# altcoin / # bitcoin / # blockchain / # exchange / # events / # ICO / # trends / # finance / # Russian news

The Amancio Ortega Foundation will allocate 280 million to the purchase of anti-cancer equipment in 10 public hospitals

the-amancio-ortega-foundation-will-allocate-280-million-to-the-purchase-of-anti-cancer-equipment-in-10-public-hospitals


The Amancio Ortega Foundation will donate 280 million euros for the acquisition of 10 proton therapy equipment, cancer treatment, which will be assigned to public hospitals in Barcelona and Madrid (two in each city), and also in A Coruña, Malaga, Seville, Valencia, Vizcaya and Gran Canaria, according to the agreement signed this Tuesday afternoon in the Palacio de la Moncloa by the entity, the central government and the benefited autonomous communities.


The donation will allow to meet “present and future needs” of public health and will also accelerate “clinical research with this treatment ”, Stated the President of the Government, Pedro Sánchez. It will be the Ministry of Health that will carry out the purchase of the equipment, which will be carried out in four annual installments. “Thanks to the commitment of the Foundation,” Sánchez continued, the cost of the equipment for the public coffers will be “0 euros.”


José Arnau Sierra, vice president of the Amancio Ortega Foundation, has It was pointed out that the new agreement will complement a previous program, also financed by the entity of the owner of Inditex – whose fortune amounts to 77. 000 million euros, according to the magazine Forbes -, which has allowed the acquisition of “450 diagnostic equipment and cancer treatment in public hospitals throughout Spain, which is currently in its final phase. ”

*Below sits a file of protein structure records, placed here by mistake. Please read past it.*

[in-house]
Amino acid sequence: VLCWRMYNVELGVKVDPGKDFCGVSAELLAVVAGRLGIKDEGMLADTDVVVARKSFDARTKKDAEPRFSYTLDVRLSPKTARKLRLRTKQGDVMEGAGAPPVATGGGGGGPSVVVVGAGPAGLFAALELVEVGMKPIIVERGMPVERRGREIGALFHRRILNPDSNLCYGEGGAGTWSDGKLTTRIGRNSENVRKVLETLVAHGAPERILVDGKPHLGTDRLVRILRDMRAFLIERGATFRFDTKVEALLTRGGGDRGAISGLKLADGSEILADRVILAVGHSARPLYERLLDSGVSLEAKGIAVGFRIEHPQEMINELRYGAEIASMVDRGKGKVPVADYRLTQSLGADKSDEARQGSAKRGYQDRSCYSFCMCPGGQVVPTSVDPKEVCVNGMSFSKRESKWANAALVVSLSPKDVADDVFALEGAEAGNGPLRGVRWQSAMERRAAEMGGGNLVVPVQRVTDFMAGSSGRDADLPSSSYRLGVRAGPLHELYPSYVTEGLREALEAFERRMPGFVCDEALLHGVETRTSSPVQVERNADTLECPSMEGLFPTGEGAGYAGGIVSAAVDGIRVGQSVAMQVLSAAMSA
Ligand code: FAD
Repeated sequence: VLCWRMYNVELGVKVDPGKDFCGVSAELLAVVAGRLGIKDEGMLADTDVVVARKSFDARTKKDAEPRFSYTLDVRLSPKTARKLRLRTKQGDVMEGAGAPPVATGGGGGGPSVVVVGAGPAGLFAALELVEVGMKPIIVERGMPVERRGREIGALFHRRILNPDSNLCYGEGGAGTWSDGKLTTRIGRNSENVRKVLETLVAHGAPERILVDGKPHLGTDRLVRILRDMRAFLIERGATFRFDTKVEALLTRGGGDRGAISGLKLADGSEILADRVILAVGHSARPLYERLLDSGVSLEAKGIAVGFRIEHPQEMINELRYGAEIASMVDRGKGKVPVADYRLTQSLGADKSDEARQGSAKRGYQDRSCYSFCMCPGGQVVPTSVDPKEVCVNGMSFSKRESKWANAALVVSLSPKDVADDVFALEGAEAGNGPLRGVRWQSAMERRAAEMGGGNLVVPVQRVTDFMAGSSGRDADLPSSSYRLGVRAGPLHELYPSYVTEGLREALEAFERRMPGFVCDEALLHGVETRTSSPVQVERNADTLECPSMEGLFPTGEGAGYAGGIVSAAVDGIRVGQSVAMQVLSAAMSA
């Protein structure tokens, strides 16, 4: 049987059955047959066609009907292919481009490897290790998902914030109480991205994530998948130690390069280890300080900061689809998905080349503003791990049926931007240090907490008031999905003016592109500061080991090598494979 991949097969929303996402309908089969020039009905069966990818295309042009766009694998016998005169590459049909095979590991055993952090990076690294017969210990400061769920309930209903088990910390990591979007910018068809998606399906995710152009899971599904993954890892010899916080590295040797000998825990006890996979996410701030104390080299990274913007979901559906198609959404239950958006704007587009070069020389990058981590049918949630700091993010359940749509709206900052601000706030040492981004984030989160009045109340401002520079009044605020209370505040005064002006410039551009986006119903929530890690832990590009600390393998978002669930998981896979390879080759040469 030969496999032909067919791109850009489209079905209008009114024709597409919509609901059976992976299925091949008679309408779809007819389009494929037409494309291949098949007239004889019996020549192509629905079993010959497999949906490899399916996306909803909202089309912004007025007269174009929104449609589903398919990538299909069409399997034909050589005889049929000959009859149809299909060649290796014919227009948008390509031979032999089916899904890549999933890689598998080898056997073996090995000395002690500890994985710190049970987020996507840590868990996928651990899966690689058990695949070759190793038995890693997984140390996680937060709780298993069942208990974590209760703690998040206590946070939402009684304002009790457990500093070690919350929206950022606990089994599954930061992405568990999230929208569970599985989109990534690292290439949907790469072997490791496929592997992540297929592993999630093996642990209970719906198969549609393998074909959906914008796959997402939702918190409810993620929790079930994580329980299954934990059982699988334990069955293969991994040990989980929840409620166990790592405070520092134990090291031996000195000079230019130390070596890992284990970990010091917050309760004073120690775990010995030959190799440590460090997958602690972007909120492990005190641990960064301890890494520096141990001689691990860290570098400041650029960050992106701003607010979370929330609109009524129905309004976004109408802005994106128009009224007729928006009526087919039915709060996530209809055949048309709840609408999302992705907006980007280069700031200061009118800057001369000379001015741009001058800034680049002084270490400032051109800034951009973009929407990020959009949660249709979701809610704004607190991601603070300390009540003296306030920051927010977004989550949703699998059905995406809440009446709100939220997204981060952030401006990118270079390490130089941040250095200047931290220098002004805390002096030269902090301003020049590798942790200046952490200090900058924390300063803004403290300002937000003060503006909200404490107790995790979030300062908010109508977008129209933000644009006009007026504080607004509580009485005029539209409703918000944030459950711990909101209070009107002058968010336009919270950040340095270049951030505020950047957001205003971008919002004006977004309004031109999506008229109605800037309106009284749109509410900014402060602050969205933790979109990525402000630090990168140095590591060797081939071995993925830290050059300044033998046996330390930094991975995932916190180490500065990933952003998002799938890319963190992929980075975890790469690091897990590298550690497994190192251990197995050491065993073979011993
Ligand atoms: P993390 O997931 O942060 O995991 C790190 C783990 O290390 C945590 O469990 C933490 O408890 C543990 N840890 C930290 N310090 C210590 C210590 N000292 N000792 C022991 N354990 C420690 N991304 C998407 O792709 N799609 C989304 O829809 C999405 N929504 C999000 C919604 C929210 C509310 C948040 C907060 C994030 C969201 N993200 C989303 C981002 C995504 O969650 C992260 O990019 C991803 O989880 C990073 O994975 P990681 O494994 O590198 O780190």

“ The objective is to implement cancer treatment using accelerators of protons. This cutting-edge technology was among the objectives of health professionals and public managers “, added Arnau Sierra, who highlighted the entity’s commitment” to public health, one of the pillars of the welfare state and one of the great achievements of our country. ”


Manel Algara, head of the Radiation Oncology service at Hospital del Mar (Barcelona), explains that“ proton therapy is a type of radiotherapy that instead of administering photons or electrons, as does the one already installed in many hospitals, administers protons, which requires much more complex and expensive equipment than the ones we currently have. ”


The advantage of proton therapy is that delivers radiation “in a more precise way” and “with a lower overall dose,” reducing the total radiation the patient receives. “This is very important for cancer cases in children, since it greatly reduces the risk of developing a second cancer in the past 20 or 30 years. For this reason, today the main indication for proton therapy is for children, although better results have also been shown in tumors of the central nervous system in adults and it is foreseeable that in the coming years this will spread to other tumors ”, adds Algara .


Donations to public health such as those made by the Amancio Ortega Foundation have been the subject of controversy in recent years, in a debate whose theoretical basis opposes a model linked to the Welfare State of the Continental Europe, in which public services are financed almost entirely with tax collection, with a more liberal one with an Anglo-Saxon tradition, where this type of agreement is much more rooted.